'Vanilla Fairies' by 'Emma's Country Cakes'

And if you've a little ones birthday coming up, check out the celebration cakes in the supermarkets, because quite a few are made without dairy. The Disney 'Frozen' cake available in Tesco and Sainsbury's, is just one of them!

As for biccies I used to love Hobnobs and my little one loves Waitrose Essential Chocolate Bourbons. Check out our 'Fave Products' page for more!

12) Cafes!

If, like me, you need your coffee, well this is an essential! However, you may want to go a little easy if you're breastfeeding! Just remember that the caffeine will go through you and keep your kiddo awake too! 

Most cafes stock soya milk and Starbucks now will serve coconut milk (for an extra 40p) - certainly the big chains, anyway, but be aware that if your baby is very sensitive to cow's milk protein you probably will have to give those lattes, cappuccinos and hot chocolates a miss - unless they have a machine dedicated to dairy free types, that is! Otherwise, however carefully they clean the spouts, traces of milk protein will most likely make their way into your coffee (see here for an explanation). I now stick with a black Americano (with a trace of sugar to take off the bitterness) but have seen people take in their own little bottle of milk!

In terms of snacks and nibbles in these places, Costa's mini gluten free cherry bakewells by the till and some of their wrapped gingerbread biscuits are made without dairy. Cafe Nero have coconut bars near the till, but don't expect anything like that in Starbucks - crisps, nuts and fruit bread without the butter are your lot there! We used to order out little one the sausage bap - it said it was dairy free, but some traces must have made their way through, possibly whilst being heated on the grill, so we don't take that risk anymore!

This bar is a bit crumbly but quite tasty!

If you can find a Coffee 1 near you, they sell a few dairy free cakes, although there's not much else on the menu that is dairy free, the other thing to be aware of is that they're not individually wrapped, so you run the risk of cross-contamination. I've also heard that Sainsbury's and Waitrose cafes will allow you to pick up free from products from their aisles and pay for and consume them in the cafe area, but there's none of those near me!

13) Eating out

So you're dairy free right now, but you still want to eat out, don't you? And, if you're careful, you still can! Of course you'll need to plan ahead a little bit before you go out. We usually start by checking out restaurants online - many chain restaurants can offer you something, although there's not so much choice as you may have been used to! 

In recent months, a website was launched called 'Can I eat there?' which works on the basis that members recommend places they've eaten that have been safe for them. This is a great idea, but you still need to check out a restaurant thoroughly, before you eat. I have found that restaurants can vary - even restaurants where you've previously been okay can still get things wrong. In my experience it's often down to the staff on the day.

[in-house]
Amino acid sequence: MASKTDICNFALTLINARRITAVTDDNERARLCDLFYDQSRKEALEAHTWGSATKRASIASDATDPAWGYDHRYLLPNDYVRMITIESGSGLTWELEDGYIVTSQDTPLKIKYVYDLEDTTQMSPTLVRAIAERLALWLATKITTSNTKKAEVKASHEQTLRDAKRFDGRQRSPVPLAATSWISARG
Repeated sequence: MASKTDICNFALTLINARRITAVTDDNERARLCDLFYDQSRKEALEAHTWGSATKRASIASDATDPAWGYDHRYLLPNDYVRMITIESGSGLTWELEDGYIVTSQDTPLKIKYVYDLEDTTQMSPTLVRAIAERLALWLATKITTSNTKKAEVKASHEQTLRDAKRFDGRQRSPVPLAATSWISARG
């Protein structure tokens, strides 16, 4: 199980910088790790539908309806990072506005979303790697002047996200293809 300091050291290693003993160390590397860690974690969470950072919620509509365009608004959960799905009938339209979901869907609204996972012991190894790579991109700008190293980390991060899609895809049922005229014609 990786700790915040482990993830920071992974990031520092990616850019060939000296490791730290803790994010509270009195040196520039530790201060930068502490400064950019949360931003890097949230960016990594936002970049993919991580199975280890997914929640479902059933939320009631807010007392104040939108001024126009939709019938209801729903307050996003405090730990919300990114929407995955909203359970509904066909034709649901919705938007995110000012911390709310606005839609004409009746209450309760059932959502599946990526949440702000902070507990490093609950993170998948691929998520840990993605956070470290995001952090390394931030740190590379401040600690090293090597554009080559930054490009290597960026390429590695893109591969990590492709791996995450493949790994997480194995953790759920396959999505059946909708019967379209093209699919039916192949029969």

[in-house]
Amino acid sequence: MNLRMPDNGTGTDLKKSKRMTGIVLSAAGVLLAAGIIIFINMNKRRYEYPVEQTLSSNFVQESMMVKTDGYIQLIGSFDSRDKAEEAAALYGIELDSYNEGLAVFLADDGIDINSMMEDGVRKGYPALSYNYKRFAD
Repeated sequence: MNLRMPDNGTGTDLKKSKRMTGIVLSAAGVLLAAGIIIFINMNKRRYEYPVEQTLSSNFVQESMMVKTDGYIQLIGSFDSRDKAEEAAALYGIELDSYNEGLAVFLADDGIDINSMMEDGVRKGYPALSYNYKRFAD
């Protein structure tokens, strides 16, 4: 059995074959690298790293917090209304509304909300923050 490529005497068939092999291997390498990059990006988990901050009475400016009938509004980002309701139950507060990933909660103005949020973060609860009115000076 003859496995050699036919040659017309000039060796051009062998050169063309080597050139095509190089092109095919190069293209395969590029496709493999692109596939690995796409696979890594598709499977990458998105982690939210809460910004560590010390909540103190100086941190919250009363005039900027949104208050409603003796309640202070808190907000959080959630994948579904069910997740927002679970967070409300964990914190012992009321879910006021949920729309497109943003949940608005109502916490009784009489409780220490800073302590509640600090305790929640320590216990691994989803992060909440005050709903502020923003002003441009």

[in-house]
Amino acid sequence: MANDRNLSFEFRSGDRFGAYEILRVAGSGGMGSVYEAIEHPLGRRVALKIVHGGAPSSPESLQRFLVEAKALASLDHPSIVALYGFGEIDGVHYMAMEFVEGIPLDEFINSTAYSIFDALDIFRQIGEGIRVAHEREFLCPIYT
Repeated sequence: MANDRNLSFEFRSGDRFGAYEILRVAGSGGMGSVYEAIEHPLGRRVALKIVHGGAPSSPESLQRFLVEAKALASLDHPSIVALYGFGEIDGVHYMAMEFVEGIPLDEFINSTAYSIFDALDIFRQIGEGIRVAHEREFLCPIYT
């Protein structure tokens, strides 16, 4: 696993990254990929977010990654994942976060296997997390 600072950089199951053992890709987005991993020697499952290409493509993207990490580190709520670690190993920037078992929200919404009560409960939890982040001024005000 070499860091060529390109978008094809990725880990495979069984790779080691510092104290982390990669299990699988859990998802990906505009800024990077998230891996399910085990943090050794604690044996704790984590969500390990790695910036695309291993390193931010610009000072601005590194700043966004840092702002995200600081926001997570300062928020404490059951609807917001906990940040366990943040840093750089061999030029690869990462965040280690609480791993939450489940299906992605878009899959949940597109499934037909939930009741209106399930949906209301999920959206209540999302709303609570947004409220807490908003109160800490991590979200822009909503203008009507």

More information on eating out dairy free can be found on this page.

14) Baking & Cooking

A whole lot of stuff becomes daunting when you first go dairy free, one of which is cooking. Suddenly the rules appear to change. You need to check labels carefully and discover what dairy free substitutes will do for you. I well remember being gobsmacked by the fact that chicken gravy is often made with milk, that spaghetti bolognese is sometimes made with milk and that jam could be made with butter. Who knew?

You might find this post on dairy free baking quite helpful as well as this page which lists some of our favourite dairy free products.

When it comes to finding recipes, I've found that although you can buy expensive cookbooks or free from magazines (I've bought loads over time, which I hardly use), actually you can find a recipe for most things, just by looking online. This page lists a selection of other blogs which you may find useful.

If you're looking for dairy free cooking sauces, check out Tesco Free From section - they even now have a ready-made dairy free white sauce!

15) Celebrations

Christmas, Easter, Valentine's Day etc. means chocolate and all kinds of other goodies. There are dairy free alternatives and this page can help you find what you're looking for - so you don't have to miss out.

A few other little top tips for you:

1) Shopping

When I first went dairy free, food labelling was done a little bit differently, to how it is now. You will need to check every food label for 'milk' usually written in bold. You do still need to keep your wits about you, as one food manufacturer didn't think goat's cheese need to be labelled (as it wasn't cow's milk) and another listed yogurt, but didn't highlight that it was made with milk. 

Depending on how sensitive you/your little one is to milk and milk traces, you may also need to watch out for items that say they 'may contain' milk. This post explains why.

For tips on where to find your dairy free essentials (and luxuries) see here.

2) Medications

Medication can sometimes be made with dairy. Always remind your doctor/pharmacist and ask them to check anything that is prescribed/recommended for you/your little one.